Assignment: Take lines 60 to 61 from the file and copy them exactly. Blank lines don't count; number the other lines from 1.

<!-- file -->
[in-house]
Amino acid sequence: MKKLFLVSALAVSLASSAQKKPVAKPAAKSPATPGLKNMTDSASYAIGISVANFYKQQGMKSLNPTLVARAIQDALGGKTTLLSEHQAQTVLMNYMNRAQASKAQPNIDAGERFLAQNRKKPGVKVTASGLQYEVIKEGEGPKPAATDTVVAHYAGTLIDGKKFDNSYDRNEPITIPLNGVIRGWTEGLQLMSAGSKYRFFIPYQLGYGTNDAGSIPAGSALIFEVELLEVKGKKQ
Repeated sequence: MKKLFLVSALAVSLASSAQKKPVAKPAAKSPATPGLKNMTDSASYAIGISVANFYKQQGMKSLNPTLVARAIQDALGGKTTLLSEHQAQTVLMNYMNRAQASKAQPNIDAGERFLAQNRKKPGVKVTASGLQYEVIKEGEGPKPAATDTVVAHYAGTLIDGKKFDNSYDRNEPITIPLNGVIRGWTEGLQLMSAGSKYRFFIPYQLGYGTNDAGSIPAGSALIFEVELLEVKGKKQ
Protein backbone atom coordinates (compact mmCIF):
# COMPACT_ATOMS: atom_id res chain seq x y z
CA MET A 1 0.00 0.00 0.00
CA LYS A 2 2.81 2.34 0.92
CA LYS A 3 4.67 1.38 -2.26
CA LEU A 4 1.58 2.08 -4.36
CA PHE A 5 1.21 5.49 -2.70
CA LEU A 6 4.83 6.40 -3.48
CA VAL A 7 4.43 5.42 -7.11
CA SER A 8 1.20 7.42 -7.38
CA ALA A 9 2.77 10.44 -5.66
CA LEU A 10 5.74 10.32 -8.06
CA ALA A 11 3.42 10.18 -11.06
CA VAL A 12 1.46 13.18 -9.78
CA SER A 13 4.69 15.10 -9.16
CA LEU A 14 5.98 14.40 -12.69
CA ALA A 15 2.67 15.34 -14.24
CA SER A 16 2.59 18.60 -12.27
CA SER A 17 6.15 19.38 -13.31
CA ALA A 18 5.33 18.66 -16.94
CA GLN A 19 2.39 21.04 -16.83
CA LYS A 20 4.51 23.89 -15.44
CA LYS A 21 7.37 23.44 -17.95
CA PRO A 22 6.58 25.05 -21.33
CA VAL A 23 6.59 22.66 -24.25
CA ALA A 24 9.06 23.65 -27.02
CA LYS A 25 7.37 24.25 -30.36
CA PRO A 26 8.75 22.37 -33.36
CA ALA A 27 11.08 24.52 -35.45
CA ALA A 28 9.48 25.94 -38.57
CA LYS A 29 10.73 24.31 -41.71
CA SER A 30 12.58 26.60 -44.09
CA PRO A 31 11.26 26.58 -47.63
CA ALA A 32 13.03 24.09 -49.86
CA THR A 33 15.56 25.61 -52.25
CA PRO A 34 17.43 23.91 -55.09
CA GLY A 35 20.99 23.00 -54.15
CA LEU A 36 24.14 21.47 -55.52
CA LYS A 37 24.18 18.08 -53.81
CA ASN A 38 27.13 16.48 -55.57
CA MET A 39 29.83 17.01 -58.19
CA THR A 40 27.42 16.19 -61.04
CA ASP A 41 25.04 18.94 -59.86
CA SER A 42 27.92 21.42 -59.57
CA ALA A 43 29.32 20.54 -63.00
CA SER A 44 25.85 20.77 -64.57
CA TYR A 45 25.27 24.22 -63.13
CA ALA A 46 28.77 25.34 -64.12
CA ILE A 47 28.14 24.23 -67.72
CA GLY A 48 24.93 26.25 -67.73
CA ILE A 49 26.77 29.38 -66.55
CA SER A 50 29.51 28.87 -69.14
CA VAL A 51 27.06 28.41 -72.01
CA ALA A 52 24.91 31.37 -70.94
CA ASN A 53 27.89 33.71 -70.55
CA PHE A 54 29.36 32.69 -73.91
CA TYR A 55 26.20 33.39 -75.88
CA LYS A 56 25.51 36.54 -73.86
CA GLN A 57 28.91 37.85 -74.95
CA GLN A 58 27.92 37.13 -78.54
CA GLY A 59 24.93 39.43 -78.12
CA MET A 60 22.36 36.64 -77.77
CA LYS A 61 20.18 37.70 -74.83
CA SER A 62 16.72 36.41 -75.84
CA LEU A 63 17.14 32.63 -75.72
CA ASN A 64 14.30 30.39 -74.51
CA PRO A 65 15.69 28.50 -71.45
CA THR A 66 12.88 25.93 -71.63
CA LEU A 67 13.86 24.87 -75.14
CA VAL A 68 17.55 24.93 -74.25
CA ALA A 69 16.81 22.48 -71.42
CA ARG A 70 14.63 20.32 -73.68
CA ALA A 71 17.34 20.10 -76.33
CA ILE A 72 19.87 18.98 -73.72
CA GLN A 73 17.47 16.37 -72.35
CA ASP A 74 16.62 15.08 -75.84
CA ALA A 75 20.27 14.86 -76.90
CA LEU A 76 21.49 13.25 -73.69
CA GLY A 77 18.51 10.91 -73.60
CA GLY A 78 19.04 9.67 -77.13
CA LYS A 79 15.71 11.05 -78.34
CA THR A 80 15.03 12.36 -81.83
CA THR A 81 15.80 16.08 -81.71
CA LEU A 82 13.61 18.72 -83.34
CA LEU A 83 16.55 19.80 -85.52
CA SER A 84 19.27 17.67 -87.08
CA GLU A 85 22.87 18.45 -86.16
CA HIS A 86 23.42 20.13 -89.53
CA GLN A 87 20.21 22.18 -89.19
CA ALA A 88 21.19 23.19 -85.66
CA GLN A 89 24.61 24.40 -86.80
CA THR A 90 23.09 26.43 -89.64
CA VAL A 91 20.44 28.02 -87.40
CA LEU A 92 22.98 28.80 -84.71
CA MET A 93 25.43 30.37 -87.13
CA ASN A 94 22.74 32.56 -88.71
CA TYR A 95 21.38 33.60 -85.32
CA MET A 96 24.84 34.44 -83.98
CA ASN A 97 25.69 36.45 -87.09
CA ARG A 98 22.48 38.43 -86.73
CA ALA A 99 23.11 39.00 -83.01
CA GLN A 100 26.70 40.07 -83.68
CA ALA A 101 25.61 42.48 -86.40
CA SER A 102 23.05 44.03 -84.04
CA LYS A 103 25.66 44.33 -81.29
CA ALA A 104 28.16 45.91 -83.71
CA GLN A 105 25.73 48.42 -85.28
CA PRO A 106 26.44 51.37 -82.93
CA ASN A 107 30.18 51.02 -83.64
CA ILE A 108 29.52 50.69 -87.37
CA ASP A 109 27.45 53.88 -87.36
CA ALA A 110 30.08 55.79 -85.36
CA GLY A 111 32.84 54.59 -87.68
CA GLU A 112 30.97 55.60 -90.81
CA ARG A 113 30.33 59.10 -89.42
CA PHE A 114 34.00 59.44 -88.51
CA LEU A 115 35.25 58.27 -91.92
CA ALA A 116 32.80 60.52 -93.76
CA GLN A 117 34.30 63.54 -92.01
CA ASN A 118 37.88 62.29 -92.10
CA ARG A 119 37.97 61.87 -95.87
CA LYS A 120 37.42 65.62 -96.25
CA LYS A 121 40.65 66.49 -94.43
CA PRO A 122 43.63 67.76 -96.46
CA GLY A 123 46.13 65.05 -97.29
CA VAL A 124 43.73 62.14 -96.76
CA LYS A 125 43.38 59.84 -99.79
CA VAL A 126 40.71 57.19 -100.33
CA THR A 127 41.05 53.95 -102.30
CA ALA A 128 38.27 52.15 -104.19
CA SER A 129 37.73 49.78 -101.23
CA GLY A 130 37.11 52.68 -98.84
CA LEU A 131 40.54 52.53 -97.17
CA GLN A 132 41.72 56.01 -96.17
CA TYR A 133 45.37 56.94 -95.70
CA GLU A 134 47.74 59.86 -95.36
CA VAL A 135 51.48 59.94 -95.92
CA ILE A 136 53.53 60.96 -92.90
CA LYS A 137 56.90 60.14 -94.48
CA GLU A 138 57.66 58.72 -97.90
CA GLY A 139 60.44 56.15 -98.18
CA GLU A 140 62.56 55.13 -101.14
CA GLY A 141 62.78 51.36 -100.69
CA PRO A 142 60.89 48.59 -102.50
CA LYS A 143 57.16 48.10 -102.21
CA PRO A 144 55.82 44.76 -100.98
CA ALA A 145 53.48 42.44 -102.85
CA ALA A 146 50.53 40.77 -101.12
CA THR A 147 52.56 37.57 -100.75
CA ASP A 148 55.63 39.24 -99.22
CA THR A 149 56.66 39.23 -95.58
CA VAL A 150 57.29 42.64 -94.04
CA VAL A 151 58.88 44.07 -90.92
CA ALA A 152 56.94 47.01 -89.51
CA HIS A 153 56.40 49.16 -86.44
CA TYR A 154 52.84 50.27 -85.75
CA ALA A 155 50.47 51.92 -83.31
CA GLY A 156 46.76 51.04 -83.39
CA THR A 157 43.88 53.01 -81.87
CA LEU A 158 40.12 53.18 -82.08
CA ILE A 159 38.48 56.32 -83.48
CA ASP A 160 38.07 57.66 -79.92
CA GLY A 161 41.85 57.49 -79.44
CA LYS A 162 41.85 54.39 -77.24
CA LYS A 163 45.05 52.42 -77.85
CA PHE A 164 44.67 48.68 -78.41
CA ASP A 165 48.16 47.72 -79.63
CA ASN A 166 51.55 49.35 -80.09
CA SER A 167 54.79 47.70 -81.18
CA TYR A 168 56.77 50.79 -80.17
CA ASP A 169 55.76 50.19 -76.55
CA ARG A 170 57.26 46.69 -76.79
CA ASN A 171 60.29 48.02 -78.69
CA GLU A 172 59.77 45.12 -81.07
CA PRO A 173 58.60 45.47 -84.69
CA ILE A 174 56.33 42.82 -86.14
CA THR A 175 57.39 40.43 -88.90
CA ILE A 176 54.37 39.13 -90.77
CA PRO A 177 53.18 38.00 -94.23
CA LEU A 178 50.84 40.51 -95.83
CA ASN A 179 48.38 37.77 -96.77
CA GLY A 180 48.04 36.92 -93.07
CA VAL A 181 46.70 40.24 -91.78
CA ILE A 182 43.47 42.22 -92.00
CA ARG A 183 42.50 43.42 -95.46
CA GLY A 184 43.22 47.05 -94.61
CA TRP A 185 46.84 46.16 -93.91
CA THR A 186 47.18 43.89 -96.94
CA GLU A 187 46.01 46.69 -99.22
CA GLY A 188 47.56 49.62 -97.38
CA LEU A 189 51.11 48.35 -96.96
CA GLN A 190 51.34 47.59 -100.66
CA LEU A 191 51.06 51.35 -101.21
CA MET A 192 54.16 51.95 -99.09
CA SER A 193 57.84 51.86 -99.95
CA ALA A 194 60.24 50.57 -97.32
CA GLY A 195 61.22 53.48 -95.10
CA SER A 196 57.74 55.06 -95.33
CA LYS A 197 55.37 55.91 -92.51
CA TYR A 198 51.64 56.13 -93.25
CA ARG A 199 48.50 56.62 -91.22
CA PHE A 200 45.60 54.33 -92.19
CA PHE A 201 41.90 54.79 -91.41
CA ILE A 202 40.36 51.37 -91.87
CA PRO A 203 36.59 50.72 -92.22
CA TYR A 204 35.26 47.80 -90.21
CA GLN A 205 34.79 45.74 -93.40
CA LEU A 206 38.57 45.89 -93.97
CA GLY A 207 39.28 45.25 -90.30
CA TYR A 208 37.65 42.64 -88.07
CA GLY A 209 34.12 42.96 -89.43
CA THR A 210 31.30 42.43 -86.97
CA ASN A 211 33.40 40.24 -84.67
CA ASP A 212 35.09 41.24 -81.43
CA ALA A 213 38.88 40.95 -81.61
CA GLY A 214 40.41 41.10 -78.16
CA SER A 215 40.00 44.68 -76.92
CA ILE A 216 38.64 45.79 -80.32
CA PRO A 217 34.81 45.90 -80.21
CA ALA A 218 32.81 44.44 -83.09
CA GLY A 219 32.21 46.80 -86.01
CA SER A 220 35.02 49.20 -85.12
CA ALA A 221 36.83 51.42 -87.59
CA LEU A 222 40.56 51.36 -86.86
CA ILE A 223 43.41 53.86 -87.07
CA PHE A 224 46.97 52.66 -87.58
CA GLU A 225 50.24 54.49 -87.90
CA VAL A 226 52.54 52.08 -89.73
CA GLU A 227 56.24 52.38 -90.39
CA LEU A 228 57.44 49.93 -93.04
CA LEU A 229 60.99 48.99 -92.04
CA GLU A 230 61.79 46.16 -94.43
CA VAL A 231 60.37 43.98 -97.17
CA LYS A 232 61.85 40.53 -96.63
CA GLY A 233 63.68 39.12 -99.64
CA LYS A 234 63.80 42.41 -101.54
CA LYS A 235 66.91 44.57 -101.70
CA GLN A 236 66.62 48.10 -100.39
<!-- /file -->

CA TYR A 55 26.20 33.39 -75.88
CA LYS A 56 25.51 36.54 -73.86